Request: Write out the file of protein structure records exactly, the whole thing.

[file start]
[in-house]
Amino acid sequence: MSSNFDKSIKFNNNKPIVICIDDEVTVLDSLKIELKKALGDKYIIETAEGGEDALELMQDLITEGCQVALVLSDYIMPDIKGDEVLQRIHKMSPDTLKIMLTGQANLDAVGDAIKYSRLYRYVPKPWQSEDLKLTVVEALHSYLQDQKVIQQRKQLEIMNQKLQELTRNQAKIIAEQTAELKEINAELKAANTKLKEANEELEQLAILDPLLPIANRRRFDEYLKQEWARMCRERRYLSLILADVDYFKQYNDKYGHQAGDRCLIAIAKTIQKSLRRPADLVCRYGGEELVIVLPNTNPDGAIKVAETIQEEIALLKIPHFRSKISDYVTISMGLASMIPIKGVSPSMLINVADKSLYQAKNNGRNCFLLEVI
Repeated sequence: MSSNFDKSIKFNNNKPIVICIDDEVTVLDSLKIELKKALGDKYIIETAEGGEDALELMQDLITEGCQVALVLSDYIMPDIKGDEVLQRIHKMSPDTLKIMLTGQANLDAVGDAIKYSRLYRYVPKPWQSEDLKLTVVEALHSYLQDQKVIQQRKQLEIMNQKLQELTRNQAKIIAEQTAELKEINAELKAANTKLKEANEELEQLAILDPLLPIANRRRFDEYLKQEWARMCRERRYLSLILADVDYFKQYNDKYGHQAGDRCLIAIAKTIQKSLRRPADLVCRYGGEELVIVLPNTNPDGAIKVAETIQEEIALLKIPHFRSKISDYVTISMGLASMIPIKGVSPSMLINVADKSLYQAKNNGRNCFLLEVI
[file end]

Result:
[in-house]
Amino acid sequence: MSSNFDKSIKFNNNKPIVICIDDEVTVLDSLKIELKKALGDKYIIETAEGGEDALELMQDLITEGCQVALVLSDYIMPDIKGDEVLQRIHKMSPDTLKIMLTGQANLDAVGDAIKYSRLYRYVPKPWQSEDLKLTVVEALHSYLQDQKVIQQRKQLEIMNQKLQELTRNQAKIIAEQTAELKEINAELKAANTKLKEANEELEQLAILDPLLPIANRRRFDEYLKQEWARMCRERRYLSLILADVDYFKQYNDKYGHQAGDRCLIAIAKTIQKSLRRPADLVCRYGGEELVIVLPNTNPDGAIKVAETIQEEIALLKIPHFRSKISDYVTISMGLASMIPIKGVSPSMLINVADKSLYQAKNNGRNCFLLEVI
Repeated sequence: MSSNFDKSIKFNNNKPIVICIDDEVTVLDSLKIELKKALGDKYIIETAEGGEDALELMQDLITEGCQVALVLSDYIMPDIKGDEVLQRIHKMSPDTLKIMLTGQANLDAVGDAIKYSRLYRYVPKPWQSEDLKLTVVEALHSYLQDQKVIQQRKQLEIMNQKLQELTRNQAKIIAEQTAELKEINAELKAANTKLKEANEELEQLAILDPLLPIANRRRFDEYLKQEWARMCRERRYLSLILADVDYFKQYNDKYGHQAGDRCLIAIAKTIQKSLRRPADLVCRYGGEELVIVLPNTNPDGAIKVAETIQEEIALLKIPHFRSKISDYVTISMGLASMIPIKGVSPSMLINVADKSLYQAKNNGRNCFLLEVI